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Caesar And Cleopatra
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Bibliographic Detail
Publisher 1st World Library
Publication date September 30, 2004
Pages 180
Binding Paperback
Book category Adult Non-Fiction
ISBN-13 9781595402394
ISBN-10 159540239X
Dimensions 0.75 by 5.25 by 9.25 in.
Weight 0.55 lbs.
Original list price $11.95
Amazon.com says people who bought this book also bought:
Importance of Being Earnest | The Jugurthine War | Cleopatra | Arms and the Man | Cleopatra
Summaries and Reviews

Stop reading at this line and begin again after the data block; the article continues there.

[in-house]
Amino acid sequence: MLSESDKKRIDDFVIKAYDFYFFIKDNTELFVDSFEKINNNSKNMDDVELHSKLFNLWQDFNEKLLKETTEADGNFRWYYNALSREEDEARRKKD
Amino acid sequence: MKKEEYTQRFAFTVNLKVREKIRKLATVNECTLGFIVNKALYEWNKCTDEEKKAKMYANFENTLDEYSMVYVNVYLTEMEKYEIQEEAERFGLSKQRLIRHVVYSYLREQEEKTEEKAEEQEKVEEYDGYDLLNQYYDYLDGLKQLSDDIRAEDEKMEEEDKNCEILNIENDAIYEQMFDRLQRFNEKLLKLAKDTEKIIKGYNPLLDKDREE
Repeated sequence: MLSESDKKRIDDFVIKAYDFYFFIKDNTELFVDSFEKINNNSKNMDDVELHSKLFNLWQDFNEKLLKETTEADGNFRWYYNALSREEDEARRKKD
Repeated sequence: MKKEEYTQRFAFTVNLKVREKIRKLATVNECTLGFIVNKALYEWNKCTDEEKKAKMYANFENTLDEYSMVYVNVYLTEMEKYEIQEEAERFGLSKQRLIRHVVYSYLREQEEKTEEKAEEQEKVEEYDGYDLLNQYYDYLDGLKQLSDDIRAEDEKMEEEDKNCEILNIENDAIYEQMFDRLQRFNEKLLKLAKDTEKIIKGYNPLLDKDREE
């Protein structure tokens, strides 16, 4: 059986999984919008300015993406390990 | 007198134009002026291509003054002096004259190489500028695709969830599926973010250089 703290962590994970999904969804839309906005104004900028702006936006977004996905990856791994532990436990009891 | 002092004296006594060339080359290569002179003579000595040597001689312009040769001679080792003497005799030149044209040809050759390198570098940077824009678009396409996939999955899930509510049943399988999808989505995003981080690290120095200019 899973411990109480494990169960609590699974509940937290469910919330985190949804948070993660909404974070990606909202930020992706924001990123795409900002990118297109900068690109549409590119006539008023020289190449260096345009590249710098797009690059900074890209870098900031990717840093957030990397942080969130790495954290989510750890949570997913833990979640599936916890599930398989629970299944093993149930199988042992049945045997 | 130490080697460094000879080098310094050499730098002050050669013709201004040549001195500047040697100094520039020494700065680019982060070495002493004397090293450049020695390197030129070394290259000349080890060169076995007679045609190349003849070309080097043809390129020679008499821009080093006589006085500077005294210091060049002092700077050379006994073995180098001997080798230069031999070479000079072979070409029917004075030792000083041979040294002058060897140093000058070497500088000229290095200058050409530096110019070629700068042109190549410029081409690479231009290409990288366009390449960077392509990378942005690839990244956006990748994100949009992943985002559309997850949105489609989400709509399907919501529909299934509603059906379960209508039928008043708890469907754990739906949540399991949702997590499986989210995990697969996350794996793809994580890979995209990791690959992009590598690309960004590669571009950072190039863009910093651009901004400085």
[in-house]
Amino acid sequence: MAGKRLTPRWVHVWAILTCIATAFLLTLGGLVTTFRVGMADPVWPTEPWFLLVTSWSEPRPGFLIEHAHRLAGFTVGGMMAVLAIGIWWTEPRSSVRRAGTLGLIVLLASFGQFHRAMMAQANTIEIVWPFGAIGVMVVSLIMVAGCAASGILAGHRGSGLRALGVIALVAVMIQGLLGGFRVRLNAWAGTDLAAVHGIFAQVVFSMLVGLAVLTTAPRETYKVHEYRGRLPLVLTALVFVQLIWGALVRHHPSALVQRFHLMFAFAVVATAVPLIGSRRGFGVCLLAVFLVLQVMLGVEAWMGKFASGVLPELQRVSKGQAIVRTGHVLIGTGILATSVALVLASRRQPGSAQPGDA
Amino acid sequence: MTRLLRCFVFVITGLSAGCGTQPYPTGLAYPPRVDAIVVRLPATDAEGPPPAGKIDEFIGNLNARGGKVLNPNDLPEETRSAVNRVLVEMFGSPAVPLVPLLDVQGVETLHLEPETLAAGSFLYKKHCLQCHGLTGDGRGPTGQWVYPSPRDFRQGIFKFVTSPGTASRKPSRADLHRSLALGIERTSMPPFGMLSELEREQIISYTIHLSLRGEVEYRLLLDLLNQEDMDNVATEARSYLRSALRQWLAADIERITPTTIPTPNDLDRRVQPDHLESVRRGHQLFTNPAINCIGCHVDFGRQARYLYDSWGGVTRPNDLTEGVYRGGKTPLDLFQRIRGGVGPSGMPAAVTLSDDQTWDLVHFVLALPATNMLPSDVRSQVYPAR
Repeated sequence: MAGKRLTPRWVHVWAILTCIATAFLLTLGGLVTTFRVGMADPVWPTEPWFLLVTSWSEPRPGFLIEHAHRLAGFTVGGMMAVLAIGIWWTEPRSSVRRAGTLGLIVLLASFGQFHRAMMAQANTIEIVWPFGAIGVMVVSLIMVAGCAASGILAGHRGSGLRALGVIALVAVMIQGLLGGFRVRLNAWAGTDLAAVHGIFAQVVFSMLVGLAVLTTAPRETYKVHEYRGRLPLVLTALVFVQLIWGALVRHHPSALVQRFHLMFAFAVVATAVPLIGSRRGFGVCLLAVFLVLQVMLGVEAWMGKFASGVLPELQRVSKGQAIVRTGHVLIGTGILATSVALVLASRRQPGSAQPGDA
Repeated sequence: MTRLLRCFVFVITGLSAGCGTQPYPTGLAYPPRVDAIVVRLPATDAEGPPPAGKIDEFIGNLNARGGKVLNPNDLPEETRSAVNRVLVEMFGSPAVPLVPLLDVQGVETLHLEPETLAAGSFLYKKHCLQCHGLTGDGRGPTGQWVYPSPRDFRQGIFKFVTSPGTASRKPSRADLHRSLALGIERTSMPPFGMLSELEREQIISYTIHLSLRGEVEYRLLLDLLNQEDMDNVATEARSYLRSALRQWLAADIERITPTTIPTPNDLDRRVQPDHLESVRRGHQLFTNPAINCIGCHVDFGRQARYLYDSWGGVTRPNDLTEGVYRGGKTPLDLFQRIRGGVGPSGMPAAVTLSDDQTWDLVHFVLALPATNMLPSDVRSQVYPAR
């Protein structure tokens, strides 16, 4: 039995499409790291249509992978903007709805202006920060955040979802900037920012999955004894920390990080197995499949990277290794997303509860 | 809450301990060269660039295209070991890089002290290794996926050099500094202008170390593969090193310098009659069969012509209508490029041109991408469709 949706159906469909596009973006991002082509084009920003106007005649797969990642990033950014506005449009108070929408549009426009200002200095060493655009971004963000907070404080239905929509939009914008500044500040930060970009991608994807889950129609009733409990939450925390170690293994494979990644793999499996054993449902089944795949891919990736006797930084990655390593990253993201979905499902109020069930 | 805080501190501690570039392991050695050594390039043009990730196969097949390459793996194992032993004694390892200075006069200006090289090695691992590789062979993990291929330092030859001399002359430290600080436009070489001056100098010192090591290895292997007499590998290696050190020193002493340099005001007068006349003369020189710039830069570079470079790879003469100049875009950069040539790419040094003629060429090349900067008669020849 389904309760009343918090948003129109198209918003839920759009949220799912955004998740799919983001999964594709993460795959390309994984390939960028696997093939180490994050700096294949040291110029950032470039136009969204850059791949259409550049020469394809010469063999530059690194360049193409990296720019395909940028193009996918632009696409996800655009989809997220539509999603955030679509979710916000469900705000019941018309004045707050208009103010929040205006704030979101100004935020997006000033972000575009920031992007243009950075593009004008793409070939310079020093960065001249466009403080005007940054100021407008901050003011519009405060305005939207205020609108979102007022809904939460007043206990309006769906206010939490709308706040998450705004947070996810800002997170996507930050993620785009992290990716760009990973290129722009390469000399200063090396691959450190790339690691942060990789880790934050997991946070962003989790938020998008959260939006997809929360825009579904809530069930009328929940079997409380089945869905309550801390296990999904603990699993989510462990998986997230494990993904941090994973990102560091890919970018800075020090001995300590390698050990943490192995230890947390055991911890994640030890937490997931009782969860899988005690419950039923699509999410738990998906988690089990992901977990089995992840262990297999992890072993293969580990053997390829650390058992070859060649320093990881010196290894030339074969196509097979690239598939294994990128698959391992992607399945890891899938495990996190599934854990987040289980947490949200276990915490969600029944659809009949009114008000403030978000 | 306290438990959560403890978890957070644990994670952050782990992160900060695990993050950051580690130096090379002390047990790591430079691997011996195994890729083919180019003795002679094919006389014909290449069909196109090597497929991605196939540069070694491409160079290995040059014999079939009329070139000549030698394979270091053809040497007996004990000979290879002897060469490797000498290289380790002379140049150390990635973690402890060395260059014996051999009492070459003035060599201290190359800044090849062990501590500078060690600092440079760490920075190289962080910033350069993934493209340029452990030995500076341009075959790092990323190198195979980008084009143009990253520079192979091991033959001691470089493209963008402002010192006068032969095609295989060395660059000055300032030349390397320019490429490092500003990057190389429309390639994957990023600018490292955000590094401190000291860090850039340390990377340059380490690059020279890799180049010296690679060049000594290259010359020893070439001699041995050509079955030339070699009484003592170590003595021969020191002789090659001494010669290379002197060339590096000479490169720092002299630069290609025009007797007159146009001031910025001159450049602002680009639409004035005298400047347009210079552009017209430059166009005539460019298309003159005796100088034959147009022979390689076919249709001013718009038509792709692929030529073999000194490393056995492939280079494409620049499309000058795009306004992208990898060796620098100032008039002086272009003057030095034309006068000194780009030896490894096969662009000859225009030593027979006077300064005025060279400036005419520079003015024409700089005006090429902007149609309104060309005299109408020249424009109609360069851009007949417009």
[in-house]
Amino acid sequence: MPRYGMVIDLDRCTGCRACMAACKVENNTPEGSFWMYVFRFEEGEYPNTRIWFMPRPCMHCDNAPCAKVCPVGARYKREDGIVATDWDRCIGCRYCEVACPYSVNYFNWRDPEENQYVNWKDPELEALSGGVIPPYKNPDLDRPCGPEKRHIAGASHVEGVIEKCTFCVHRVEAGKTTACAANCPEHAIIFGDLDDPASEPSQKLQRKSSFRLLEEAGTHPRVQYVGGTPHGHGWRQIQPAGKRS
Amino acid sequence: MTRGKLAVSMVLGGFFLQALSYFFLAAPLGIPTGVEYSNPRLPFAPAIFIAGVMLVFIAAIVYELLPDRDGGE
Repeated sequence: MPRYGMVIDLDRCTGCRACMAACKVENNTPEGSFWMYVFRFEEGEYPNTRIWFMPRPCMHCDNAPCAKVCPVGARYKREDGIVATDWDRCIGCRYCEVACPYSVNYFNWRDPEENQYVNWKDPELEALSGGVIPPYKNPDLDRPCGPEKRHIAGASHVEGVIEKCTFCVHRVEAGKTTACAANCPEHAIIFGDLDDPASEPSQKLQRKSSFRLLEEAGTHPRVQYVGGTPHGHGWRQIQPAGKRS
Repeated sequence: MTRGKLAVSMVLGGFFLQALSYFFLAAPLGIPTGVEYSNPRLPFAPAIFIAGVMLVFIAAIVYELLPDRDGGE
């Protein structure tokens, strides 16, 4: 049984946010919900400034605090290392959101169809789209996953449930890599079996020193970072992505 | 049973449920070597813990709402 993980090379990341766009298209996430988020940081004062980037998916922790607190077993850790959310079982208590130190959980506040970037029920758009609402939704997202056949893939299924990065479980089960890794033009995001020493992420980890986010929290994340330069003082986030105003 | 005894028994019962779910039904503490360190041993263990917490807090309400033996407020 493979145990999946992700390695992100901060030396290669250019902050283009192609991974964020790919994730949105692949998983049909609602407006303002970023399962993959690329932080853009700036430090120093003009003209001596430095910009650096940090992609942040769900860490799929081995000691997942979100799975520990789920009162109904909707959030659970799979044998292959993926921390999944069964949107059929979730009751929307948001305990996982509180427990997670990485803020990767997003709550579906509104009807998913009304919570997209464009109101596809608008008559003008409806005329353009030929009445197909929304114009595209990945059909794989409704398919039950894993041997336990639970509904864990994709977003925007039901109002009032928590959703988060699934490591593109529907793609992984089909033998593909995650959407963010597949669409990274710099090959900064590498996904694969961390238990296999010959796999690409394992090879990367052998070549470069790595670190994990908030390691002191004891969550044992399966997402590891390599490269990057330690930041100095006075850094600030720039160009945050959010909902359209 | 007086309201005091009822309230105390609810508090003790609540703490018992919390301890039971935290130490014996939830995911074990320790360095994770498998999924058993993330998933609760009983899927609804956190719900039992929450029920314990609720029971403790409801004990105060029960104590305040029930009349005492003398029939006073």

Amazon.com description: Product Description: Purchase one of 1st World Library's Classic Books and help support our free internet library of downloadable eBooks. 1st World Library-Literary Society is a non-profit educational organization. Visit us online at www.1stWorldLibrary.ORG - - An October night on the Syrian border of Egypt towards the end of the XXXIII Dynasty, in the year 706 by Roman computation, afterwards reckoned by Christian computation as 48 B.C. A great radiance of silver fire, the dawn of a moonlit night, is rising in the east. The stars and the cloudless sky are our own contemporaries, nineteen and a half centuries younger than we know them; but you would not guess that from their appearance. Below them are two notable drawbacks of civilization: a palace, and soldiers. The palace, an old, low, Syrian building of whitened mud, is not so ugly as Buckingham Palace; and the officers in the courtyard are more highly civilized than modern English officers: for example, they do not dig up the corpses of their dead enemies and mutilate them, as we dug up Cromwell and the Mahdi. They are in two groups: one intent on the gambling of their captain Belzanor, a warrior of fifty, who, with his spear on the ground beside his knee, is stooping to throw dice with a sly-looking young Persian recruit; the other gathered about a guardsman who has just finished telling a naughty story (still current in English barracks) at which they are laughing uproariously. They are about a dozen in number, all highly aristocratic young Egyptian guardsmen, handsomely equipped with weapons and armor, very unEnglish in point of not being ashamed of and uncomfortable in their profess-sional dress; on the contrary, rather ostentatiously and arrogantly warlike, as valuing themselves on their military caste.

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